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Generals and majors
The 1957 PATHS OF GLORY remains one of director Stanley Kubrick’s finest achievements and one of the most powerful anti-war movies in the medium’s history. It’s still available on Blu-ray from Eureka, so is the label’s new, identically featured UHD upgrade worth a buy? Slarek walks the trenches to find out.

Note: This new Eureka! Masters of Cinema UHD release of Stanley Kubrick’s Paths of Glory is effectively a 4K upgrade of the same label’s 2016 Blu-ray and includes the exact same special features. In the spirit of this, as I covered that release in some detail back in 2016, as my views about the film have not changed in the intervening years, what is effectively an update of that review. Once again I should note that there are some serious spoilers ahead, so if by some chance you’ve never seen this remarkable film, I’d watch it before reading the below, or at the very least proceed with caution. For newcomers willing to take the dive here anyway, the major spoilers are consigned to the tail end of the review and are immediately preceded by a second warning, making it easier to bypass them if you prefer.



The boast of heraldry, the pomp of pow'r,
And all that beauty, all that wealth e'er gave,
Awaits alike th' inevitable hour.
The paths of glory lead but to the grave.
Elegy Written in a Country Churchyard by Thomas Gray


You don't have to be a card-carrying pacifist to have a dim view of the handling of some of the military campaigns during what came to be known as the First World War. One of the things for which this particular conflict became famous – or perhaps that should be infamous – was the appalling number of deaths and casualties that resulted from soldiers being ordered to walk into lethal enemy fire by military commanders who were comfortably distanced from the front line. Then there are those who were executed by their own side for acts of cowardice or desertion, which amounted to 346 men in British ranks alone, although a further 2,734 death sentences were handed out but thankfully not seen through to their ultimate conclusion. Many of those so charged are now believed to have been suffering from what was initially named shellshock and is now known as post-traumatic stress disorder, a condition that was poorly understood and even rejected by the military authorities of the day. And Britain wasn't alone on this score or even the worst offender. During the course of the very same war, it is estimated that at least 600 and possibly as a many as 900-plus French soldiers were executed by firing squad for matters related to 'disobedience'. The majority of these men are believed to have been killed not as punishment for their actions, but to set an example to their fellow soldiers.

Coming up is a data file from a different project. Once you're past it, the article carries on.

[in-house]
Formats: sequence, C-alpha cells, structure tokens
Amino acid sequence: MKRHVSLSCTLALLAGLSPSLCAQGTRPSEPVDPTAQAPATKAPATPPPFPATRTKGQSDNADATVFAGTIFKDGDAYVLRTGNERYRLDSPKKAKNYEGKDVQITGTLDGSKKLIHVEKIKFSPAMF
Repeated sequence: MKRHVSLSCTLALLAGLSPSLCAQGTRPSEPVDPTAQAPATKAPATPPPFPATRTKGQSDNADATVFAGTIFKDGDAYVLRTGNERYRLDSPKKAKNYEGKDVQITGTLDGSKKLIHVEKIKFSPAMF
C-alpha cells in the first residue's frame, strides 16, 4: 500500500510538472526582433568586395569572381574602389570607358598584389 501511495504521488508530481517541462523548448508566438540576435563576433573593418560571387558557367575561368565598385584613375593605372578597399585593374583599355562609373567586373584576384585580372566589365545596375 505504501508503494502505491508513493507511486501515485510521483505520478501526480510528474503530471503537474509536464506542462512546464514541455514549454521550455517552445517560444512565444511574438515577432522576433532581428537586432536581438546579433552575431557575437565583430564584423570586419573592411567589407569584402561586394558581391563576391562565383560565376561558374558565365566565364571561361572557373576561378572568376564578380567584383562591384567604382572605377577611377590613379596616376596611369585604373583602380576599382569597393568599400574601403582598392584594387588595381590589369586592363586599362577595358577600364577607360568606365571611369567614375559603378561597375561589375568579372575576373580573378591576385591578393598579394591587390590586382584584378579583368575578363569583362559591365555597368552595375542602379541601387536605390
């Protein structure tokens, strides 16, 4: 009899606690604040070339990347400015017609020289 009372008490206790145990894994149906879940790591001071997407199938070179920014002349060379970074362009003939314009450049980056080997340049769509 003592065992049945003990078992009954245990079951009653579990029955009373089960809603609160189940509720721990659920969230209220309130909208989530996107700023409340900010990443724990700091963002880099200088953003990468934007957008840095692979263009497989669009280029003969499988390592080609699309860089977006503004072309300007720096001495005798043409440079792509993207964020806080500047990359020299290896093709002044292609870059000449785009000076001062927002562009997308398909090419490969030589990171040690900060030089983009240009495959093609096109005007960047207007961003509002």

Unlike a number of other Stanley Kubrick films – 2001: A Space OdysseyA Clockwork Orange and Barry Lyndon among them – I can't remember when I first saw Paths of Glory, but I do vividly recall the impact that it had. It was a film that my closest friend and I had a unified enthusiasm for during our college years, and from which we would freely quote, emulating the manner in which the actors in question had delivered their lines. I do, however, clearly recall a viewing many years ago that serves as a neat illustration of the film's emotional clout and the sense of outrage it is still able to provoke. That year, my family had come to my house for Christmas dinner, and as they did every year, they had invited a friend of theirs to join us to ensure that he wouldn't have to spend the day alone. He was actually a regular attendee at the film society I co-ran back then, and although we often chatted after the screenings, our tastes widely differed and we rarely seemed to agree on what constituted a great film. As my parents departed that day, Paths of Glory began screening on TV, and our guest asked if he could stay on and watch it with me, in spite of the fact that he didn't have much time for Stanley Kubrick films (see what I mean?). Although not keen to have one of my favourite films blighted by a string of derogatory comments from someone whose views I did not share, I agreed to let him stay. To my surprise and relief, he sat quietly and attentively for the first half of the film, but when the politics of power really kicked in, that quickly changed. "Bastard!" he spat as another cruel twist saw good men fall victim to the egotism and ambition of those in positions of authority. The more the innocent suffered, the angrier he became. He was no longer watching a film set in the First World War, he was witnessing and responding to acts of terrible injustice that tragically have their ignoble roots in actual events.